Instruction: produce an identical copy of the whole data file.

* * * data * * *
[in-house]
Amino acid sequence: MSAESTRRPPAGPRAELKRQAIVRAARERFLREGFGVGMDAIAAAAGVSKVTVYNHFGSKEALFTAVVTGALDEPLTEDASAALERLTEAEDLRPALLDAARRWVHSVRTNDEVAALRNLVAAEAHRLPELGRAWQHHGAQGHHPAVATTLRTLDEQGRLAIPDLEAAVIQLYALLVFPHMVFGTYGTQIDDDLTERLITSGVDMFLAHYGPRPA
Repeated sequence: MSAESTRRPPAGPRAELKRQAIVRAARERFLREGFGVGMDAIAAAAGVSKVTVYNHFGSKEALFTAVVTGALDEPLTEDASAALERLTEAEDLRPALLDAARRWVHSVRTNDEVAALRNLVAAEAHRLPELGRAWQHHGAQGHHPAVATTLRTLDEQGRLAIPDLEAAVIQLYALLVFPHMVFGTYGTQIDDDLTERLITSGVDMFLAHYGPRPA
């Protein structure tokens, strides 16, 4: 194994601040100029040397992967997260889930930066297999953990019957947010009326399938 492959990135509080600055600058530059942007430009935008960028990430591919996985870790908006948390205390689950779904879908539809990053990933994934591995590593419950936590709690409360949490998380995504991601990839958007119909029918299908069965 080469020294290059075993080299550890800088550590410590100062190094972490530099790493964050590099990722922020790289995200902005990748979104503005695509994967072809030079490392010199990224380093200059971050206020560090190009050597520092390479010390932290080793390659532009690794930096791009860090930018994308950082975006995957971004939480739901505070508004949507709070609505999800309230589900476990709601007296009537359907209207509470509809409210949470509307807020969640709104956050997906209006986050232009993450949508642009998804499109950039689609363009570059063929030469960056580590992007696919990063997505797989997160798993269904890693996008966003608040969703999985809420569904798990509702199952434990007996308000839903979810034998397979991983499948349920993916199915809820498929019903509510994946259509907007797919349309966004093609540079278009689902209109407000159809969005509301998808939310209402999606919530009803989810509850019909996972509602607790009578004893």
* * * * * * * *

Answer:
[in-house]
Amino acid sequence: MSAESTRRPPAGPRAELKRQAIVRAARERFLREGFGVGMDAIAAAAGVSKVTVYNHFGSKEALFTAVVTGALDEPLTEDASAALERLTEAEDLRPALLDAARRWVHSVRTNDEVAALRNLVAAEAHRLPELGRAWQHHGAQGHHPAVATTLRTLDEQGRLAIPDLEAAVIQLYALLVFPHMVFGTYGTQIDDDLTERLITSGVDMFLAHYGPRPA
Repeated sequence: MSAESTRRPPAGPRAELKRQAIVRAARERFLREGFGVGMDAIAAAAGVSKVTVYNHFGSKEALFTAVVTGALDEPLTEDASAALERLTEAEDLRPALLDAARRWVHSVRTNDEVAALRNLVAAEAHRLPELGRAWQHHGAQGHHPAVATTLRTLDEQGRLAIPDLEAAVIQLYALLVFPHMVFGTYGTQIDDDLTERLITSGVDMFLAHYGPRPA
């Protein structure tokens, strides 16, 4: 194994601040100029040397992967997260889930930066297999953990019957947010009326399938 492959990135509080600055600058530059942007430009935008960028990430591919996985870790908006948390205390689950779904879908539809990053990933994934591995590593419950936590709690409360949490998380995504991601990839958007119909029918299908069965 080469020294290059075993080299550890800088550590410590100062190094972490530099790493964050590099990722922020790289995200902005990748979104503005695509994967072809030079490392010199990224380093200059971050206020560090190009050597520092390479010390932290080793390659532009690794930096791009860090930018994308950082975006995957971004939480739901505070508004949507709070609505999800309230589900476990709601007296009537359907209207509470509809409210949470509307807020969640709104956050997906209006986050232009993450949508642009998804499109950039689609363009570059063929030469960056580590992007696919990063997505797989997160798993269904890693996008966003608040969703999985809420569904798990509702199952434990007996308000839903979810034998397979991983499948349920993916199915809820498929019903509510994946259509907007797919349309966004093609540079278009689902209109407000159809969005509301998808939310209402999606919530009803989810509850019909996972509602607790009578004893």